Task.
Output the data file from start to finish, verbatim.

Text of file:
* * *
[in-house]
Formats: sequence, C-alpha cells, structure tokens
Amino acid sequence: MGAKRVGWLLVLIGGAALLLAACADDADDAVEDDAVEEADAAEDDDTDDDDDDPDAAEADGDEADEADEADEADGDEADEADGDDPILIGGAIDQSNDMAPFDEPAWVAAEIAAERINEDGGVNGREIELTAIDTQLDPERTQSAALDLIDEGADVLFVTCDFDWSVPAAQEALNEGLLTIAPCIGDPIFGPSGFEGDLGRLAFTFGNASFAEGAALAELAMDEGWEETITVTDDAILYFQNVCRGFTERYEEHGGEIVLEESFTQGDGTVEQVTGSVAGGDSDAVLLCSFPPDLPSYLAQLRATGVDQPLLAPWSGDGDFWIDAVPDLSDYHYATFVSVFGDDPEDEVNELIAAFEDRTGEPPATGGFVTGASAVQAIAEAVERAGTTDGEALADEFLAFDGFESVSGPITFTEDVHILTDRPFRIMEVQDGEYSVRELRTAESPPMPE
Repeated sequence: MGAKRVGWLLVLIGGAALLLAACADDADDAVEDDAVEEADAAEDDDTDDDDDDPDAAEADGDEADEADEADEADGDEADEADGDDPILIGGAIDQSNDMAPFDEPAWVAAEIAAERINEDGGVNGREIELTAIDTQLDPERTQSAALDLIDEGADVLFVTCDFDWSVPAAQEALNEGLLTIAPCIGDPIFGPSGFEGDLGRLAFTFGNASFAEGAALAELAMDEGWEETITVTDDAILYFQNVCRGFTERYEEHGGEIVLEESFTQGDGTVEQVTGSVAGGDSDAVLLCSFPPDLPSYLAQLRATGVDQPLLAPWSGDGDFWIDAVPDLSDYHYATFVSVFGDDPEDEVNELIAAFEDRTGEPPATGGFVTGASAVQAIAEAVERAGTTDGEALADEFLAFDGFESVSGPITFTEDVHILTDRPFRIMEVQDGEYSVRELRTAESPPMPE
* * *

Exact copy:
[in-house]
Formats: sequence, C-alpha cells, structure tokens
Amino acid sequence: MGAKRVGWLLVLIGGAALLLAACADDADDAVEDDAVEEADAAEDDDTDDDDDDPDAAEADGDEADEADEADEADGDEADEADGDDPILIGGAIDQSNDMAPFDEPAWVAAEIAAERINEDGGVNGREIELTAIDTQLDPERTQSAALDLIDEGADVLFVTCDFDWSVPAAQEALNEGLLTIAPCIGDPIFGPSGFEGDLGRLAFTFGNASFAEGAALAELAMDEGWEETITVTDDAILYFQNVCRGFTERYEEHGGEIVLEESFTQGDGTVEQVTGSVAGGDSDAVLLCSFPPDLPSYLAQLRATGVDQPLLAPWSGDGDFWIDAVPDLSDYHYATFVSVFGDDPEDEVNELIAAFEDRTGEPPATGGFVTGASAVQAIAEAVERAGTTDGEALADEFLAFDGFESVSGPITFTEDVHILTDRPFRIMEVQDGEYSVRELRTAESPPMPE
Repeated sequence: MGAKRVGWLLVLIGGAALLLAACADDADDAVEDDAVEEADAAEDDDTDDDDDDPDAAEADGDEADEADEADEADGDEADEADGDDPILIGGAIDQSNDMAPFDEPAWVAAEIAAERINEDGGVNGREIELTAIDTQLDPERTQSAALDLIDEGADVLFVTCDFDWSVPAAQEALNEGLLTIAPCIGDPIFGPSGFEGDLGRLAFTFGNASFAEGAALAELAMDEGWEETITVTDDAILYFQNVCRGFTERYEEHGGEIVLEESFTQGDGTVEQVTGSVAGGDSDAVLLCSFPPDLPSYLAQLRATGVDQPLLAPWSGDGDFWIDAVPDLSDYHYATFVSVFGDDPEDEVNELIAAFEDRTGEPPATGGFVTGASAVQAIAEAVERAGTTDGEALADEFLAFDGFESVSGPITFTEDVHILTDRPFRIMEVQDGEYSVRELRTAESPPMPE